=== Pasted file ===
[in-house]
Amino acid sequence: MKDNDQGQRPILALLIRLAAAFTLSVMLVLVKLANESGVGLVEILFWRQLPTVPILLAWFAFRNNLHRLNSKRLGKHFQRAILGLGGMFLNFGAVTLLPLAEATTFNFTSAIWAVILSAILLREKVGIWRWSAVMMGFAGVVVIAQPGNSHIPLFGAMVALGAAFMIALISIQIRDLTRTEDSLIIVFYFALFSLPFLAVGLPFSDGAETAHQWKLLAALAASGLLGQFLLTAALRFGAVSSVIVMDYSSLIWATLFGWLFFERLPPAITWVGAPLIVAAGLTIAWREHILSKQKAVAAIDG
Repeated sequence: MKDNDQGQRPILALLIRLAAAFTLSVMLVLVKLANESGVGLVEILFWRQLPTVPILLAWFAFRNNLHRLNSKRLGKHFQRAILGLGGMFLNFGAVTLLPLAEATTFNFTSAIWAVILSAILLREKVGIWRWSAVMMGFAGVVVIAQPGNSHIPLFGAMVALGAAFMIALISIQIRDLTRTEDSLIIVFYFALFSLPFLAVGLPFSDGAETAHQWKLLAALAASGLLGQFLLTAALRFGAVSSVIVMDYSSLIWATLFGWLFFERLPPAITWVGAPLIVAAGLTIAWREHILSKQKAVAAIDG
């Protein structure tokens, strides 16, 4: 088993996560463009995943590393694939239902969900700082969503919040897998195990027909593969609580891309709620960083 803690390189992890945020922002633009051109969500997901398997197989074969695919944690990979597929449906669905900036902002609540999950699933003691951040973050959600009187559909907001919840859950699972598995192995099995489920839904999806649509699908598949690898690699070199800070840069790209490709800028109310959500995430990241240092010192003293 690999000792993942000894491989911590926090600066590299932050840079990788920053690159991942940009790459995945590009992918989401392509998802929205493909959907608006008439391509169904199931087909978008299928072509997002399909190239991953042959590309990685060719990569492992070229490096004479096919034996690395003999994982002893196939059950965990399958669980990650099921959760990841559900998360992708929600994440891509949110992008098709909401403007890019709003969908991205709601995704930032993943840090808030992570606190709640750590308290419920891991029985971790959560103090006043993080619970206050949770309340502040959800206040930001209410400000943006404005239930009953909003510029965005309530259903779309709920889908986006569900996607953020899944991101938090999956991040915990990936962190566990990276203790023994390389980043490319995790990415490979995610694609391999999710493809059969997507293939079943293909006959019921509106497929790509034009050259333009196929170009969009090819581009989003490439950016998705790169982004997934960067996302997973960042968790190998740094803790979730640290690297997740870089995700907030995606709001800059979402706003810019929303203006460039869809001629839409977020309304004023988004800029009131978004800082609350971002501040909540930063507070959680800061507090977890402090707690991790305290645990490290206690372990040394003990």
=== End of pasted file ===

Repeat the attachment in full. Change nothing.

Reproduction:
[in-house]
Amino acid sequence: MKDNDQGQRPILALLIRLAAAFTLSVMLVLVKLANESGVGLVEILFWRQLPTVPILLAWFAFRNNLHRLNSKRLGKHFQRAILGLGGMFLNFGAVTLLPLAEATTFNFTSAIWAVILSAILLREKVGIWRWSAVMMGFAGVVVIAQPGNSHIPLFGAMVALGAAFMIALISIQIRDLTRTEDSLIIVFYFALFSLPFLAVGLPFSDGAETAHQWKLLAALAASGLLGQFLLTAALRFGAVSSVIVMDYSSLIWATLFGWLFFERLPPAITWVGAPLIVAAGLTIAWREHILSKQKAVAAIDG
Repeated sequence: MKDNDQGQRPILALLIRLAAAFTLSVMLVLVKLANESGVGLVEILFWRQLPTVPILLAWFAFRNNLHRLNSKRLGKHFQRAILGLGGMFLNFGAVTLLPLAEATTFNFTSAIWAVILSAILLREKVGIWRWSAVMMGFAGVVVIAQPGNSHIPLFGAMVALGAAFMIALISIQIRDLTRTEDSLIIVFYFALFSLPFLAVGLPFSDGAETAHQWKLLAALAASGLLGQFLLTAALRFGAVSSVIVMDYSSLIWATLFGWLFFERLPPAITWVGAPLIVAAGLTIAWREHILSKQKAVAAIDG
């Protein structure tokens, strides 16, 4: 088993996560463009995943590393694939239902969900700082969503919040897998195990027909593969609580891309709620960083 803690390189992890945020922002633009051109969500997901398997197989074969695919944690990979597929449906669905900036902002609540999950699933003691951040973050959600009187559909907001919840859950699972598995192995099995489920839904999806649509699908598949690898690699070199800070840069790209490709800028109310959500995430990241240092010192003293 690999000792993942000894491989911590926090600066590299932050840079990788920053690159991942940009790459995945590009992918989401392509998802929205493909959907608006008439391509169904199931087909978008299928072509997002399909190239991953042959590309990685060719990569492992070229490096004479096919034996690395003999994982002893196939059950965990399958669980990650099921959760990841559900998360992708929600994440891509949110992008098709909401403007890019709003969908991205709601995704930032993943840090808030992570606190709640750590308290419920891991029985971790959560103090006043993080619970206050949770309340502040959800206040930001209410400000943006404005239930009953909003510029965005309530259903779309709920889908986006569900996607953020899944991101938090999956991040915990990936962190566990990276203790023994390389980043490319995790990415490979995610694609391999999710493809059969997507293939079943293909006959019921509106497929790509034009050259333009196929170009969009090819581009989003490439950016998705790169982004997934960067996302997973960042968790190998740094803790979730640290690297997740870089995700907030995606709001800059979402706003810019929303203006460039869809001629839409977020309304004023988004800029009131978004800082609350971002501040909540930063507070959680800061507090977890402090707690991790305290645990490290206690372990040394003990």